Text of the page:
John Walker's Electronic House

TB 147

They’re Back 147

John Walker doesn’t know the meaning of “self indulgent”. That’s John Walker.

Beyond Good & Evil
PCG 131, 82%
700MHz CPU, 128Mb RAM

Further proof that it’s never wrong to fancy a cartoon character.

Sometimes it’s possible to be wrong. For instance, it’s possible that Jim Rossignol and Richard Cobbett could pester you for months to play a game, and when you finally get around to it, you might think that they are idiots because the game appears to be nothing other than a photograph-em-up. You’ll play the first level, do nothing but take snaps of various obscure animals, and have a conversation with a fifty year old mechanic pig, Pey’J. And you say to Richard and Jim, “What are you on about? It’s really dull.” And it is at that point that you are wrong.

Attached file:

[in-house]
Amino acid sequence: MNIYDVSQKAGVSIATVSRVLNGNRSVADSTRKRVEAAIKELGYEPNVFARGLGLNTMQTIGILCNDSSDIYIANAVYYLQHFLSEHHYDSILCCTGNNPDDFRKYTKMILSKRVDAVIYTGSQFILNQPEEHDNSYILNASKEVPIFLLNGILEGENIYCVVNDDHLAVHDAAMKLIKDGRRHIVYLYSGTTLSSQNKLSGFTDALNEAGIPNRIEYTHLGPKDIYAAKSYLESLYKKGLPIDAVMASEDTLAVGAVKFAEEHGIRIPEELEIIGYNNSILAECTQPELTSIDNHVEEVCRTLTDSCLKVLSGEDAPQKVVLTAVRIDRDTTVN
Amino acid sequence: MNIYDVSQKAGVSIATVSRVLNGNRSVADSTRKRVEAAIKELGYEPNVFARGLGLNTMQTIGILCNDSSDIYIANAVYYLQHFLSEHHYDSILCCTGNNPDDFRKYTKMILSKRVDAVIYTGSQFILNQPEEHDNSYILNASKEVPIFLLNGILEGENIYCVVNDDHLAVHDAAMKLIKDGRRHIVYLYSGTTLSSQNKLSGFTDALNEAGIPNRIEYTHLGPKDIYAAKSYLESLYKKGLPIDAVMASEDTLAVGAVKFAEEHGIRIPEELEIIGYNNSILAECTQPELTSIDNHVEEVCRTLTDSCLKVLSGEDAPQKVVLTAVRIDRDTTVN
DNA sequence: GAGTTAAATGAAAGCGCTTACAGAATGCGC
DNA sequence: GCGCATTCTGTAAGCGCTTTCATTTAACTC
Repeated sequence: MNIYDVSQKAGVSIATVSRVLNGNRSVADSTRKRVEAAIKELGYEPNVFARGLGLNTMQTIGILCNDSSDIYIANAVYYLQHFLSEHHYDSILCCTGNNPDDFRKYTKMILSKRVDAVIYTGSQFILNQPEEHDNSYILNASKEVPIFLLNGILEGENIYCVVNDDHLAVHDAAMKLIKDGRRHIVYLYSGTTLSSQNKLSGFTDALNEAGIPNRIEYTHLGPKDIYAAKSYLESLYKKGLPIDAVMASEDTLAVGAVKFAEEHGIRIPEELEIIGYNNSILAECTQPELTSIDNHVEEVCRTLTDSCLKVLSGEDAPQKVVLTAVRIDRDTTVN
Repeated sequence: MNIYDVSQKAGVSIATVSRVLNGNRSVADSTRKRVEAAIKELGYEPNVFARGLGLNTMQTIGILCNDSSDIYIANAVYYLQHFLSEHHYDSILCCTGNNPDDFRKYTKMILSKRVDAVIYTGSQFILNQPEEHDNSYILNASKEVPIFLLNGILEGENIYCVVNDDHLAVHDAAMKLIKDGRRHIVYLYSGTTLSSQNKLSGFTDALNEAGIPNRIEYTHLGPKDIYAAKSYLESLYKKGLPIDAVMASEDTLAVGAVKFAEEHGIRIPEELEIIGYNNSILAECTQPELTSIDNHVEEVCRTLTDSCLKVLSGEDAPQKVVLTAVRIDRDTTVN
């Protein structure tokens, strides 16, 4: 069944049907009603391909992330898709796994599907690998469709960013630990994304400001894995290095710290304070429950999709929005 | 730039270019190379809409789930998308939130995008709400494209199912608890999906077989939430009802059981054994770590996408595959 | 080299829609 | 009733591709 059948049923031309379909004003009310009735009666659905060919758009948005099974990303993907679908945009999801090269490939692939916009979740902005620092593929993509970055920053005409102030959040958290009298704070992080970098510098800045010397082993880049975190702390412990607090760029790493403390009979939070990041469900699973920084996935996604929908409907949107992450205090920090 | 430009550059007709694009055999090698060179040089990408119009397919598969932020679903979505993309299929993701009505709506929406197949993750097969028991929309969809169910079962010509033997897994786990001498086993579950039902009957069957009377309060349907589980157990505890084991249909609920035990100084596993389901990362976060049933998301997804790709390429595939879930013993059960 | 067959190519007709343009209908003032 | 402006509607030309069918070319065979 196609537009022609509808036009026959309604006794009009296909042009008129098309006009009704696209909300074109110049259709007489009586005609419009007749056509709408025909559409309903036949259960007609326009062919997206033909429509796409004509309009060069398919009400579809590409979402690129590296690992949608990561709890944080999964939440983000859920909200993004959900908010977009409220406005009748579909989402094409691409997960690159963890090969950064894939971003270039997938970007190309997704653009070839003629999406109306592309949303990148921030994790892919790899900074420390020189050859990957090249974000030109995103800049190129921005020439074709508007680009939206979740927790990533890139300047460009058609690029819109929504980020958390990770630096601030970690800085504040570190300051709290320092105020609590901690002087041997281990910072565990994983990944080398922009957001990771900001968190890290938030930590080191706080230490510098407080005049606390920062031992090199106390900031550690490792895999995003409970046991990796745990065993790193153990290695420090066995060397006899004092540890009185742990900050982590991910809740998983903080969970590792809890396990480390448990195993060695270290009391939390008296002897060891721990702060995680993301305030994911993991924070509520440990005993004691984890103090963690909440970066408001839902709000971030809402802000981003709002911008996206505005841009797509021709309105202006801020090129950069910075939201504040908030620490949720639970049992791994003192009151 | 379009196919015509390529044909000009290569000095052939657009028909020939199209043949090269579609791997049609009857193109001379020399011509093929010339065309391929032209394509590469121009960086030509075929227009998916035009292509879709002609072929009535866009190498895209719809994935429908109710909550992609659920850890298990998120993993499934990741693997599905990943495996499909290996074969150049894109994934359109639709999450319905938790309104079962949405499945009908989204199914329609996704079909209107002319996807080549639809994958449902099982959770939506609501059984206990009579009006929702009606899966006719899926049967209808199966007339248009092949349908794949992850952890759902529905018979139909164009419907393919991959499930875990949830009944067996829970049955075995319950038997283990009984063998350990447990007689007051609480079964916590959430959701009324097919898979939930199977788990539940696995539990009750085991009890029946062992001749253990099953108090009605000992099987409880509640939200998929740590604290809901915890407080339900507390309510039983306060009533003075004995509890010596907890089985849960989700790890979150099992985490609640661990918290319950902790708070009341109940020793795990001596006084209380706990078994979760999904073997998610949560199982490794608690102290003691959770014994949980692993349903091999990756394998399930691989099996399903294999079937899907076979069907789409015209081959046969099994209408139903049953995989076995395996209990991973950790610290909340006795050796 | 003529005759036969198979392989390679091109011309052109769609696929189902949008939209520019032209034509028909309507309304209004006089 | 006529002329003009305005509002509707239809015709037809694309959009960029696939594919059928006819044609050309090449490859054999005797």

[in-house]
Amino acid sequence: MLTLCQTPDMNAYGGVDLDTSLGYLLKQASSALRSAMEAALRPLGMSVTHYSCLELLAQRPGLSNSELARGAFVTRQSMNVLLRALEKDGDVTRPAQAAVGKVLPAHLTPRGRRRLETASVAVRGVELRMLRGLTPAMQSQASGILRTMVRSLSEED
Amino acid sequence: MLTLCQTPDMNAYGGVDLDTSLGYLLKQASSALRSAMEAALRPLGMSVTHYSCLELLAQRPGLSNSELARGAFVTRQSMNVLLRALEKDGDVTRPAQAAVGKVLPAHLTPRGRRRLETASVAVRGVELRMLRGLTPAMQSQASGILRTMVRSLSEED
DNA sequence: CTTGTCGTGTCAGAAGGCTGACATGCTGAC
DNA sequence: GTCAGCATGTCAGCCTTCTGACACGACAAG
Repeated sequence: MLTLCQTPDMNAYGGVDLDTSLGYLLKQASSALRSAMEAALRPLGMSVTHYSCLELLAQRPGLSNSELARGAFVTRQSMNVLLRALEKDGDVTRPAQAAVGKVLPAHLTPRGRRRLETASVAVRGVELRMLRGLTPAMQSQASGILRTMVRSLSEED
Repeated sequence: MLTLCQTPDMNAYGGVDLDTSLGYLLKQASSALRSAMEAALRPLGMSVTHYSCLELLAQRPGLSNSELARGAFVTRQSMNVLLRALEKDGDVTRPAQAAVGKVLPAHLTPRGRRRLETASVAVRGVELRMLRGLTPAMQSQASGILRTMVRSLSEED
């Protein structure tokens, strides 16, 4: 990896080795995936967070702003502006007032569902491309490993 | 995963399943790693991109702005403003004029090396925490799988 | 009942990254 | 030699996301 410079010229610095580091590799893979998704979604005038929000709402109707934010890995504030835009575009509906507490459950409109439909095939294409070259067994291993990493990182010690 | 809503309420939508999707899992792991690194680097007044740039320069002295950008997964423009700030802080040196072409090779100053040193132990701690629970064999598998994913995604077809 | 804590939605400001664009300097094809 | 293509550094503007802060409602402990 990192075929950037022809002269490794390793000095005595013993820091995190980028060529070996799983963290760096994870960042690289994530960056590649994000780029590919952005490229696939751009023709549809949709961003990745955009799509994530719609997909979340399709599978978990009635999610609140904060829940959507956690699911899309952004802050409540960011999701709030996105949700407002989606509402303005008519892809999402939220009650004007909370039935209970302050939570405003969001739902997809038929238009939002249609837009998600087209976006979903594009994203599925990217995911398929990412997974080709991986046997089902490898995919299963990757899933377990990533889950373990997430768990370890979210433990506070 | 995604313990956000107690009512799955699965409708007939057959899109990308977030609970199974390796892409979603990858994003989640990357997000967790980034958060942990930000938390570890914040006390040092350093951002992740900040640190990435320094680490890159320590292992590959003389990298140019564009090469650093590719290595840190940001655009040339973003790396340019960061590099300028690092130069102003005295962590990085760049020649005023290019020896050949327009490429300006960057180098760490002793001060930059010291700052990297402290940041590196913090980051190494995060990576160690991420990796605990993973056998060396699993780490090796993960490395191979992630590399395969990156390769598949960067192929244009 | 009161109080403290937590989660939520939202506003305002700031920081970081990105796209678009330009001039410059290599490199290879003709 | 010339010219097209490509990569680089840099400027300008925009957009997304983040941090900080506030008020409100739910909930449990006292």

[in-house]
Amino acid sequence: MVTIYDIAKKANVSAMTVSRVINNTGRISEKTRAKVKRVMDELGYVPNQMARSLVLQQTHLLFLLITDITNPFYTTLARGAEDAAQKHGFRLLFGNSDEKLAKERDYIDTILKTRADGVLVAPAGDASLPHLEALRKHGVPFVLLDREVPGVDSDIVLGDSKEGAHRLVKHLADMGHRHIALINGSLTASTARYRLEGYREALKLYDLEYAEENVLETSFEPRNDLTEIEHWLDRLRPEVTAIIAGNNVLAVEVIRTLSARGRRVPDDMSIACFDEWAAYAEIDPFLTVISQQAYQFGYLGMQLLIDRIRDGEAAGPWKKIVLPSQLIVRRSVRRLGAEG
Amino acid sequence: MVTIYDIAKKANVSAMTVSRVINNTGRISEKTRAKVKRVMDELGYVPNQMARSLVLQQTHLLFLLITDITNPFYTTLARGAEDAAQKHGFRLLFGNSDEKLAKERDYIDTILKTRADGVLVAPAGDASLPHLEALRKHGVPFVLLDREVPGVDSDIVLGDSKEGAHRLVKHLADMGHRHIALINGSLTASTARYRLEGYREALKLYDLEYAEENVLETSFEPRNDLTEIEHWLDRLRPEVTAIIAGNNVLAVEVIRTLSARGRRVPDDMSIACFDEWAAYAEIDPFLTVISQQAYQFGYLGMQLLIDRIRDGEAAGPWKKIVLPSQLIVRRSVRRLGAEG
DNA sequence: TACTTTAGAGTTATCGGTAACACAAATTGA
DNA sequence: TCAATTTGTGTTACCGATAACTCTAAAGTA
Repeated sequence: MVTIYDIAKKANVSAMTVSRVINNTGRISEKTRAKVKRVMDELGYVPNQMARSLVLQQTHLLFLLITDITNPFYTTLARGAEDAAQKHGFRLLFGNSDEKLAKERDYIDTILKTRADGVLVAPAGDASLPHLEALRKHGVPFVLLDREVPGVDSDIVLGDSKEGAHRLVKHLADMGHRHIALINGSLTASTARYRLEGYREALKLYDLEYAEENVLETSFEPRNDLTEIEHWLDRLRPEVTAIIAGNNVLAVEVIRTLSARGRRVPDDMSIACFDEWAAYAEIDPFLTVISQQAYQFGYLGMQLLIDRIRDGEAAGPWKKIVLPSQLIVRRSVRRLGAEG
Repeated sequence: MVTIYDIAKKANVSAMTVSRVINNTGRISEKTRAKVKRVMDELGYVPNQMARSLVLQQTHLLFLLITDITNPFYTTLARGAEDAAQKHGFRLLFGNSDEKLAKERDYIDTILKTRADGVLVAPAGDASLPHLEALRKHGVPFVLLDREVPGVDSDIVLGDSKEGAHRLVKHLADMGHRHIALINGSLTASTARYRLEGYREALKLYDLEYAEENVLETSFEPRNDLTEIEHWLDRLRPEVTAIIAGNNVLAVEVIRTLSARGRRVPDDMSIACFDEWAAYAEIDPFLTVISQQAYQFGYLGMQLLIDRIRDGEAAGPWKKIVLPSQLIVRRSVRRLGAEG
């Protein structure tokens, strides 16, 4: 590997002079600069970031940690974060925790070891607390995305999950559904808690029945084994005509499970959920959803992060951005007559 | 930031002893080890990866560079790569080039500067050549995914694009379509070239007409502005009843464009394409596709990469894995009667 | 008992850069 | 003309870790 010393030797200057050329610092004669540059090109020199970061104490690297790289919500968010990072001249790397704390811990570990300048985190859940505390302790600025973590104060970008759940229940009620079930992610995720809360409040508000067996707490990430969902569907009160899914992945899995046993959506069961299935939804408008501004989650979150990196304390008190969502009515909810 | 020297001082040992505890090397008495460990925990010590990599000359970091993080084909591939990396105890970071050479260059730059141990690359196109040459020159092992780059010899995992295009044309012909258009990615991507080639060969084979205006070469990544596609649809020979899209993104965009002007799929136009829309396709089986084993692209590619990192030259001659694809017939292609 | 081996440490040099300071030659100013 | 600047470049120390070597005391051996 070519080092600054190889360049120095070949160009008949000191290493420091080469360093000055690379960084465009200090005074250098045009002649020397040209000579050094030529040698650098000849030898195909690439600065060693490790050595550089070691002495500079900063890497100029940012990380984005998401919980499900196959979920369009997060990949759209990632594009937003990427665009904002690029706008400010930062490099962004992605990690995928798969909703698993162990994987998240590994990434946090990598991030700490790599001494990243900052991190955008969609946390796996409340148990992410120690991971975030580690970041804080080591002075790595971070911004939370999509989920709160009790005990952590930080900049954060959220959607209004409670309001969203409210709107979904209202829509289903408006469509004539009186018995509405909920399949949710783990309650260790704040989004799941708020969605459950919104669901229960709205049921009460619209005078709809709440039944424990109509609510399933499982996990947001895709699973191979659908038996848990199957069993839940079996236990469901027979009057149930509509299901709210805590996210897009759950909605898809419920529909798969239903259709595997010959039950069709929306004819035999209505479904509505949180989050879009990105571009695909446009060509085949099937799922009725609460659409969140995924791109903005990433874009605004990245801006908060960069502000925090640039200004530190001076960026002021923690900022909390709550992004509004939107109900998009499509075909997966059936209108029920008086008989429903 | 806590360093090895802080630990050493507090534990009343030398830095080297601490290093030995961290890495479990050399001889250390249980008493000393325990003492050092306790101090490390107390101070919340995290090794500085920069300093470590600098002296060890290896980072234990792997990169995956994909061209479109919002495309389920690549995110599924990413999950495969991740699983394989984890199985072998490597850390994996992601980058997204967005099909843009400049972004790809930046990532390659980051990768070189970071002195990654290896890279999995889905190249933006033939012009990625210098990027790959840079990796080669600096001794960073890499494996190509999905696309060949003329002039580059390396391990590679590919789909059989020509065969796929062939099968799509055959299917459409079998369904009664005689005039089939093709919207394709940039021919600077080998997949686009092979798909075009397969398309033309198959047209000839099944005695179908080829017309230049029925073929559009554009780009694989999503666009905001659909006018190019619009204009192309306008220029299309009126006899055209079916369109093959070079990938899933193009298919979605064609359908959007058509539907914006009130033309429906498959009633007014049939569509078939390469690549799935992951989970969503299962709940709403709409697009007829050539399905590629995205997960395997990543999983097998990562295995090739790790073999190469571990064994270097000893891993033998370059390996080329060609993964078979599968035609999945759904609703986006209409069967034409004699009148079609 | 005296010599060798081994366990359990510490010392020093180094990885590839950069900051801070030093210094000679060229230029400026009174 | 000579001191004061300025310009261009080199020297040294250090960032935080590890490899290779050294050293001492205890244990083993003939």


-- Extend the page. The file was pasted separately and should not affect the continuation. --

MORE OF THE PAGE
BG&E is different from everything else, and difference means change. We fear change. But it’s important to face that fear head on and complete the first chapter, because it’s an extremely clever way of introducing you to a world that you need to approach a little differently. The central character, Jade (with her astonishingly sexy sarcastic eyebrows and green lipstick), is a photographer by living, and is employed to collect pictures of the various flora and fauna inhabiting the planet. She lives in an idyllic lighthouse on an idyllic island, surrounded by a menagere of cute and fluffy friends, and her apparent uncle, Pey’J. And she loves them. Really, really loves them. And after about an hour’s play, so do you. And it’s at that moment that you realise how right Jim, Rich, and indeed now me, are.